You may have started your salon business with just a few chairs operating, and a hand-picked team. Between equipment, and product choices, employee training, client marketing, and all of the other details, salon software might have been the last thing on your mind. You have been managing without computers to book appointments and to ring clients up. No harm done, right? Or have you?
It’s true that you can operate without software, and it may seem more convenient than buying a computer and learning how to use the program. Sometimes, the front desk staff pushes back against having to learn new technology, preferring a paper and pencil appointment book, white-out and all. However, salon software presents many advantages and efficiencies, both in daily operations and for management evaluation.
If you don’t currently use salon software, you probably still have a good idea of how much revenue constitutes a good day for your hair salon. You may know your break-even number for the week or even for the day, and can relax when the till fills up. However, if you wanted to replicate those results tomorrow, how would you do it? You need more information about HOW those sales were created, and that is something that software provides. Which of your stylists has the highest average ticket? Who has the highest client retention? Who sells the most retail? The answers to these questions don’t come from counting your revenues, they come from the statistics you collect through your software.
Using salon software is not an all-or-nothing option, so if you’re not currently using computers, you don’t have to go from 0-60. In fact, deploying software is often best done in stages. The priority would be to begin with the point-of-sale function essentially, the sales register. In order to do this, you would need to enter all of your services, technicians, products and prices into the system, but then you’re good to go. Ringing up sales of services and products will provide you with detailed daily reports on who is selling what, which can be very illuminating. You’ll also be collecting information on who is buying what, which can help you with your marketing efforts.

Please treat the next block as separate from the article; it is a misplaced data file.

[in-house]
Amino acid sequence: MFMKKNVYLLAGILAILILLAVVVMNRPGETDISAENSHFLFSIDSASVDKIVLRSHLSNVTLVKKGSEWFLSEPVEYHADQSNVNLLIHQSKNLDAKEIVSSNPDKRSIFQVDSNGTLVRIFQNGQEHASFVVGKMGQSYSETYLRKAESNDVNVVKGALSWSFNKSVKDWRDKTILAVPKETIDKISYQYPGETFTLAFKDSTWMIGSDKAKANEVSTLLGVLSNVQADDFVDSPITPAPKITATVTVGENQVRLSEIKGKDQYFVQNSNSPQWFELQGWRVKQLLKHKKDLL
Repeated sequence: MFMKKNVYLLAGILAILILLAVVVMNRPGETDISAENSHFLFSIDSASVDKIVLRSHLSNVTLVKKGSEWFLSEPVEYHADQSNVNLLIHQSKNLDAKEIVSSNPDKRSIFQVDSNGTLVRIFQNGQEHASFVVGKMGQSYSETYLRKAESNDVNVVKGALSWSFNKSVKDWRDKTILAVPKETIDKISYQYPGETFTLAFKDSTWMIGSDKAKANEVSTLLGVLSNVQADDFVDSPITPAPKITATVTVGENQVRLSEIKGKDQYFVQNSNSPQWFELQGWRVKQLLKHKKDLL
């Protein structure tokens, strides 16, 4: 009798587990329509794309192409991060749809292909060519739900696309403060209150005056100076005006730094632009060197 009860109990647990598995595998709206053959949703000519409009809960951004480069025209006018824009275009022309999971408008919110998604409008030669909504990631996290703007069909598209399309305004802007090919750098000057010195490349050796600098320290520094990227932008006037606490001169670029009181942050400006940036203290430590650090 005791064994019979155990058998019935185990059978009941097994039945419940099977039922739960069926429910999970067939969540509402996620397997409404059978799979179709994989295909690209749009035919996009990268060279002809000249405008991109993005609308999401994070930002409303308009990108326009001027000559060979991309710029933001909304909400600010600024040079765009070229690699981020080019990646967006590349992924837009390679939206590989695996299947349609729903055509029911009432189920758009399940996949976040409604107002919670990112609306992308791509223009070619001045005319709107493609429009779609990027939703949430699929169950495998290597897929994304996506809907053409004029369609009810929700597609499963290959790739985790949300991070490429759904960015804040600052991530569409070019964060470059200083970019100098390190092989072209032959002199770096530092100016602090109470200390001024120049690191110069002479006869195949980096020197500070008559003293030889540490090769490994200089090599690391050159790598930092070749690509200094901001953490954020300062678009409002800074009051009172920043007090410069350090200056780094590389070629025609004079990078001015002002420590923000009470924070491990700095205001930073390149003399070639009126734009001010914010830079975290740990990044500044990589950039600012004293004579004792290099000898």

Once your staff is comfortable using the point-of-sale, you can start tracking inventory with the software, especially retail. You may be losing money right now, between shrinkage and inefficient purchasing, and the sooner you know that, the sooner you can fix it. Gift card and certificate sales are also easily generated with your software; tracking is seamless and you will have ready access to details such as your outstanding gift card liability.
Appointment booking is often the last piece that is put into place, and it may go more smoothly once staff is familiar with the program. Look ahead at your books, and pick a date in the future, maybe six or eight weeks from now, after which all appointments should be booked in the computer, not the paper book. then work backward from that date. Many salons continue to keep a paper book along with the computerized appointments for the first couple of weeks, but once the integration is complete the paper book needs to disappear; keeping two appointment books is a recipe for mistakes down the road.
Perhaps you are content just having your business generate whatever revenues come easily. But if you are looking to grow or expand, using salon software will help you to be more strategic with your plans. Salon software provides data and systems, which lead to consistency and structure for your business performance, all of which are crucial to creating a long-lasting enterprise. Remember the old adage, “You can’t improve what you don’t know!”
About the Author
Lisa Starr brings over 30 years of industry-specific experience as a consultant, educator and writer to Booker through GOtalk. Lisa also works for Wynne Business, a leading spa consulting and education company. Among other things, Lisa’s expertise lies in business operations and finances, sales and marketing, inventory management, human resource development, and business process improvement. She is a well-known speaker within the trade show circuit and is a frequent contributor to industryFollow on Google Plus Follow on Twitter More Content by Lisa Starr